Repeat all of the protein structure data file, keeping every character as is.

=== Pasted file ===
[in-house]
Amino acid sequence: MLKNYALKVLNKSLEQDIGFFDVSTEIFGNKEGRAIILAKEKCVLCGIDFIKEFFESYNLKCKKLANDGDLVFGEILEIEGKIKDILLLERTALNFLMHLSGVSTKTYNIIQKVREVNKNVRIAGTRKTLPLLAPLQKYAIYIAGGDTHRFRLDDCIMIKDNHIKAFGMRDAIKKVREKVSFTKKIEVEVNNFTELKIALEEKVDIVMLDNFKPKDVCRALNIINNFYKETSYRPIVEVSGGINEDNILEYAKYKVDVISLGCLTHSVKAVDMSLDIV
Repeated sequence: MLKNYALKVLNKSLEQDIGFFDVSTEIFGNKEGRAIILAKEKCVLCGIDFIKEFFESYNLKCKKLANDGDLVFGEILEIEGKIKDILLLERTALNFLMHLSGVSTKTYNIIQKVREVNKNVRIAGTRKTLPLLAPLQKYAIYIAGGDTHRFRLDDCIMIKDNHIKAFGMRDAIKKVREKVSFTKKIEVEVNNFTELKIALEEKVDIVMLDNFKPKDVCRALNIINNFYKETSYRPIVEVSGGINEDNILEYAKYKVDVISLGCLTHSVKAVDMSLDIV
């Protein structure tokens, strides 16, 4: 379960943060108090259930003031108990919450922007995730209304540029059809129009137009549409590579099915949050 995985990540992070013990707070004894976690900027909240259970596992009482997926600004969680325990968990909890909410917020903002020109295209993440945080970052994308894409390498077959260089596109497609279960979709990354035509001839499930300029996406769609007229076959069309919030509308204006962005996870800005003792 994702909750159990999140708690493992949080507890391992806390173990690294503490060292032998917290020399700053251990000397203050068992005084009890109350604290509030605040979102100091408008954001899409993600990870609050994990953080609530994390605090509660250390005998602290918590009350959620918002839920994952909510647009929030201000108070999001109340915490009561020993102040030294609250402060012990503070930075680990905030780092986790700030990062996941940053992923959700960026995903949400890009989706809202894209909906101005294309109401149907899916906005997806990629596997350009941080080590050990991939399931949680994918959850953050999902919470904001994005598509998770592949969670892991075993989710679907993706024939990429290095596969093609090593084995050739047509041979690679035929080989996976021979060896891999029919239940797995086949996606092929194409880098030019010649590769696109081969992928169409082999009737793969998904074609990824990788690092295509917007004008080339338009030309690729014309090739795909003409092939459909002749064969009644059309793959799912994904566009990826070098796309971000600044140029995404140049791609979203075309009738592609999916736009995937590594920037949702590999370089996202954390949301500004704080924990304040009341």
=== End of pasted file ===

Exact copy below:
[in-house]
Amino acid sequence: MLKNYALKVLNKSLEQDIGFFDVSTEIFGNKEGRAIILAKEKCVLCGIDFIKEFFESYNLKCKKLANDGDLVFGEILEIEGKIKDILLLERTALNFLMHLSGVSTKTYNIIQKVREVNKNVRIAGTRKTLPLLAPLQKYAIYIAGGDTHRFRLDDCIMIKDNHIKAFGMRDAIKKVREKVSFTKKIEVEVNNFTELKIALEEKVDIVMLDNFKPKDVCRALNIINNFYKETSYRPIVEVSGGINEDNILEYAKYKVDVISLGCLTHSVKAVDMSLDIV
Repeated sequence: MLKNYALKVLNKSLEQDIGFFDVSTEIFGNKEGRAIILAKEKCVLCGIDFIKEFFESYNLKCKKLANDGDLVFGEILEIEGKIKDILLLERTALNFLMHLSGVSTKTYNIIQKVREVNKNVRIAGTRKTLPLLAPLQKYAIYIAGGDTHRFRLDDCIMIKDNHIKAFGMRDAIKKVREKVSFTKKIEVEVNNFTELKIALEEKVDIVMLDNFKPKDVCRALNIINNFYKETSYRPIVEVSGGINEDNILEYAKYKVDVISLGCLTHSVKAVDMSLDIV
């Protein structure tokens, strides 16, 4: 379960943060108090259930003031108990919450922007995730209304540029059809129009137009549409590579099915949050 995985990540992070013990707070004894976690900027909240259970596992009482997926600004969680325990968990909890909410917020903002020109295209993440945080970052994308894409390498077959260089596109497609279960979709990354035509001839499930300029996406769609007229076959069309919030509308204006962005996870800005003792 994702909750159990999140708690493992949080507890391992806390173990690294503490060292032998917290020399700053251990000397203050068992005084009890109350604290509030605040979102100091408008954001899409993600990870609050994990953080609530994390605090509660250390005998602290918590009350959620918002839920994952909510647009929030201000108070999001109340915490009561020993102040030294609250402060012990503070930075680990905030780092986790700030990062996941940053992923959700960026995903949400890009989706809202894209909906101005294309109401149907899916906005997806990629596997350009941080080590050990991939399931949680994918959850953050999902919470904001994005598509998770592949969670892991075993989710679907993706024939990429290095596969093609090593084995050739047509041979690679035929080989996976021979060896891999029919239940797995086949996606092929194409880098030019010649590769696109081969992928169409082999009737793969998904074609990824990788690092295509917007004008080339338009030309690729014309090739795909003409092939459909002749064969009644059309793959799912994904566009990826070098796309971000600044140029995404140049791609979203075309009738592609999916736009995937590594920037949702590999370089996202954390949301500004704080924990304040009341």